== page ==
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Exercise Intervention for Late-Life Depression: A Meta-Analysis

Sivan Klil-Drori, MDa,*; Adi J. Klil-Drori, MD, MScb; Shamira Pira, MD, MScc; and Soham Rej, MD, MScc

Published: January 21, 2020

Article Abstract

Objective: To quantify the association between physical exercise intervention (PEI) and reduction in depressive symptoms in older adults.

Data Sources: MEDLINE, PsycINFO, and EMBASE were searched from inception through December 2018 with no language restrictions using keywords related to exercise, depression, elderly adults, and randomized controlled trials.

Study Selection: Randomized controlled trials comparing a sedentary control group, with no physically active intervention, to a supervised, moderate-to-vigorous PEI with participants aged ≥ 60 years and having a primary outcome of depressive symptoms were included.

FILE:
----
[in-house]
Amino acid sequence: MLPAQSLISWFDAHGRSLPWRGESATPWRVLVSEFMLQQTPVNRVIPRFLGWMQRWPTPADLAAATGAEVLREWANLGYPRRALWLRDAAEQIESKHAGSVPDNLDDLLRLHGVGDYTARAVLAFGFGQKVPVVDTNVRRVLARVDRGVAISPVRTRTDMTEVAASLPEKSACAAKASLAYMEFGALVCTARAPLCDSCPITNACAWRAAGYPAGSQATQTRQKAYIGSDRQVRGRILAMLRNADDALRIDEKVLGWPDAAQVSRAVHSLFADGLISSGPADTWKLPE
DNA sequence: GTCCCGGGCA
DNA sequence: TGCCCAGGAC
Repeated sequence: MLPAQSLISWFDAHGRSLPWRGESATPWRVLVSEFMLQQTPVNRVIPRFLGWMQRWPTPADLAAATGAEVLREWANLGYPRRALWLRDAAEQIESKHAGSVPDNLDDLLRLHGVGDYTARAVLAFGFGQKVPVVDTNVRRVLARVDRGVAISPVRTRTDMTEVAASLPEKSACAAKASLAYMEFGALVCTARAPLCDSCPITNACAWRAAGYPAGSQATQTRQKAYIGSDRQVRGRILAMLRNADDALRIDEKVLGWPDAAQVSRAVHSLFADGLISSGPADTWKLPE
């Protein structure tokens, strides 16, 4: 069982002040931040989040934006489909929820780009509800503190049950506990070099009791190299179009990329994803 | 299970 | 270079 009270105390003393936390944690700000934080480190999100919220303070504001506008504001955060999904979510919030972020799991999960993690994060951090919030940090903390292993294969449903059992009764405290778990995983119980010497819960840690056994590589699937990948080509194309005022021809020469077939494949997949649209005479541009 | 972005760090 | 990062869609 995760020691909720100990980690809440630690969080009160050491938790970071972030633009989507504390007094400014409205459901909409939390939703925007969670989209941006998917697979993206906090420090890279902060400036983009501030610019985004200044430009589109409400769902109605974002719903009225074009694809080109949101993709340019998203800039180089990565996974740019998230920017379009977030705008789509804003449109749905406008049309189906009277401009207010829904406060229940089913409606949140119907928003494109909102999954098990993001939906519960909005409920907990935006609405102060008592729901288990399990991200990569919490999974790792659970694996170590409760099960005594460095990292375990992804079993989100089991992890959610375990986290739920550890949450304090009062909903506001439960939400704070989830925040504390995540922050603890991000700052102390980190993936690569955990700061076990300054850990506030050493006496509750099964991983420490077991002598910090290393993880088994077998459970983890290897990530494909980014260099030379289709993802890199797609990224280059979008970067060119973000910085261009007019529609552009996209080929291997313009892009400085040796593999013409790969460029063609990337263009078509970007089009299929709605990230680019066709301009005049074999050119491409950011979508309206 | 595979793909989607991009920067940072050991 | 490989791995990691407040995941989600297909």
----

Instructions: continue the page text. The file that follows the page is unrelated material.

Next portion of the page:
Data Extraction: Data on pre- and post-intervention scores on scales measuring depressive symptoms were extracted using a standard form. Random-effects models were used to pool standardized mean differences (Hedges g) in depressive symptoms across studies.

Data Synthesis: Nine studies involving 1,308 participants were included; mean participant age was 82 years. Moderate-to-vigorous PEI was associated with a medium effect size of 0.64 (95% CI, 0.27 to 1.01; z = 3.38; P < .001) in reducing depressive symptoms. However, there was considerable heterogeneity (T2 = 0.22, Q = 36.34, P < .0001; I2 = 78.0%) in the effect of PEI across included studies. Age > 80 years, Mini-Mental State Examination (MMSE) score < 23, and no depressive symptoms at baseline contributed to heterogeneity. Fitness metrics and adherence to exercise were inconsistently reported, and 5 of 9 studies were deemed at high risk of bias.

Conclusions: A moderate reduction in depressive symptoms was seen with PEI among older adults. Nevertheless, more work is needed to support PEI for late-life depression in adults over age 80 years or with MMSE scores < 23 suggestive of cognitive decline.

Volume: 81

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